- Adds new funding for microbusiness loans. A total of $5 million is allocated for grants to community development financial institutions and nonprofits with experience in lending to microbusinesses.
- Gives a tax rebate to eligible Arizonans as a benefit. To qualify, taxpayers must have dependents and a state tax liability of at least $1 for tax years 2021, 2020, or 2019. Those who meet these criteria will receive $250 for dependents under the age of 17 and $100 for dependents who are 17 years old or older. The rebate is limited to a maximum of three dependents per taxpayer. It's important to note that individuals with incomes too low to result in tax liability, those who eliminated their tax liability through tax credits, and those without dependents are not eligible for the rebate.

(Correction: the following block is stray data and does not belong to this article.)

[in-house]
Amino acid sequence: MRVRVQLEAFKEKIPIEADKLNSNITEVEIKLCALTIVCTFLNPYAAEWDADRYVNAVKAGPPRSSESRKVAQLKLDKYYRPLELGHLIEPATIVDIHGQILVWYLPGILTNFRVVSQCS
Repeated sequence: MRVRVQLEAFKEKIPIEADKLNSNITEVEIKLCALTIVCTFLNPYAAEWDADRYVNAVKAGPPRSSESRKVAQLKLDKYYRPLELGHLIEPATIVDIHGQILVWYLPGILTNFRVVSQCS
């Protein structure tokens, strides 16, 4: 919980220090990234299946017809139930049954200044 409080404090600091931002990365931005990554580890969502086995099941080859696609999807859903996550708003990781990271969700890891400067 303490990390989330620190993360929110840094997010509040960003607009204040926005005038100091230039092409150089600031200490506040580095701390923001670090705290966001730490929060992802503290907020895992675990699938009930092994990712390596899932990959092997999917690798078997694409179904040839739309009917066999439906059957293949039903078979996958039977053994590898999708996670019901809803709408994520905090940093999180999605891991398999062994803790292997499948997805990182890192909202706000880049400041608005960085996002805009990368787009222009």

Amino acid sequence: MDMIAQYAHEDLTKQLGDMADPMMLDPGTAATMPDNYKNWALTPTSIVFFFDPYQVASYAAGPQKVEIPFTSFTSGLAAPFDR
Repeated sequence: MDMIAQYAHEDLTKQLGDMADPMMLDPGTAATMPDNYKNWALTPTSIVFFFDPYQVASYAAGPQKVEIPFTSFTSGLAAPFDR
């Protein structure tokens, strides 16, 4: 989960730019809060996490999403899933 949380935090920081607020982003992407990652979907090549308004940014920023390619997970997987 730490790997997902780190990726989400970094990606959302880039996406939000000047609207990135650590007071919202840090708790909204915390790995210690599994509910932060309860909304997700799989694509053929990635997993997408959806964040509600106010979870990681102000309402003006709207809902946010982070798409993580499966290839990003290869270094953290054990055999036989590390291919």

Concerns Surrounding the Budget
Despite the recognized need for increased investments in Arizona's children and families, the Arizona Center for Economic Progress expresses concerns about the passed budget if actual state revenues fall short or expenditures exceed projections.
The budget assumes a small ending balance that could easily evaporate. The projected ending balance for fiscal year 2024 is $7.8 million, which accounts for less than 1% of the projected revenue. If revenues fall below expectations, there is a high likelihood of an imbalanced budget. While the Rainy-Day Fund holds $1.4 billion, these funds would only provide a one-time solution. If ongoing spending surpasses ongoing revenue, the legislature will face two options: either make permanent spending cuts or implement permanent revenue increases.